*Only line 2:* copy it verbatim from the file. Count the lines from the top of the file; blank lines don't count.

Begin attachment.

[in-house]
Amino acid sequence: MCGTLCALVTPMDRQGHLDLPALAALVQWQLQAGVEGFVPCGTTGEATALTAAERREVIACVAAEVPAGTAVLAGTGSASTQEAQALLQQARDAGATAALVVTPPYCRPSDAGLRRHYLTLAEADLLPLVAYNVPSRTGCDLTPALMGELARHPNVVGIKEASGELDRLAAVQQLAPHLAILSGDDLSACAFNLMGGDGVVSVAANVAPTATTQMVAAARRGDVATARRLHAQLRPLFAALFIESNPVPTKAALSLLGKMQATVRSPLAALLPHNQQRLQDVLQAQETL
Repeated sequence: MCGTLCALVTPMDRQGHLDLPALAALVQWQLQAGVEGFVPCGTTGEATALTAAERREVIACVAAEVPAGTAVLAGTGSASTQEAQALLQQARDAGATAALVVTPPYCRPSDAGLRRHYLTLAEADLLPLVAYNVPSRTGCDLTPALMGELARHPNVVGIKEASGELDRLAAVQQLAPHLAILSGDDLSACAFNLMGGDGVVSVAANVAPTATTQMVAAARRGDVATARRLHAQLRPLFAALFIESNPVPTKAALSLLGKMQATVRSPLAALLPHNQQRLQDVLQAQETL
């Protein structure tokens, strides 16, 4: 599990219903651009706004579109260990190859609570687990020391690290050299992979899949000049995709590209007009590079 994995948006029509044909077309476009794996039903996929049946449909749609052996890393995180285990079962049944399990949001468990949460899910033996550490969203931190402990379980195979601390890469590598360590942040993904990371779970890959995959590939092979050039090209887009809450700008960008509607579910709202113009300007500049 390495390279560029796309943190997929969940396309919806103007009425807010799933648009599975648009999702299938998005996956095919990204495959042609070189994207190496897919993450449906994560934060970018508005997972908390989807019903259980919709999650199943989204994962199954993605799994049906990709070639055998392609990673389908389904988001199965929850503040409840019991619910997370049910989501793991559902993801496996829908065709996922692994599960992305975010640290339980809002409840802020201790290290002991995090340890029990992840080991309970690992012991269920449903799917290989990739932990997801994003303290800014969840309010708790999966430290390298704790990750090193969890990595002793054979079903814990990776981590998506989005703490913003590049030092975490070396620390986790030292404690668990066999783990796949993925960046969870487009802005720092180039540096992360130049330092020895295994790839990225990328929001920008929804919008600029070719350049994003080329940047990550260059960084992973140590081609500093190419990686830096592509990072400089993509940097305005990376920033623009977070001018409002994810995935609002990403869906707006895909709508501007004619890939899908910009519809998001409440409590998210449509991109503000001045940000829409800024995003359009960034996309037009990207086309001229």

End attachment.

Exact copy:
Amino acid sequence: MCGTLCALVTPMDRQGHLDLPALAALVQWQLQAGVEGFVPCGTTGEATALTAAERREVIACVAAEVPAGTAVLAGTGSASTQEAQALLQQARDAGATAALVVTPPYCRPSDAGLRRHYLTLAEADLLPLVAYNVPSRTGCDLTPALMGELARHPNVVGIKEASGELDRLAAVQQLAPHLAILSGDDLSACAFNLMGGDGVVSVAANVAPTATTQMVAAARRGDVATARRLHAQLRPLFAALFIESNPVPTKAALSLLGKMQATVRSPLAALLPHNQQRLQDVLQAQETL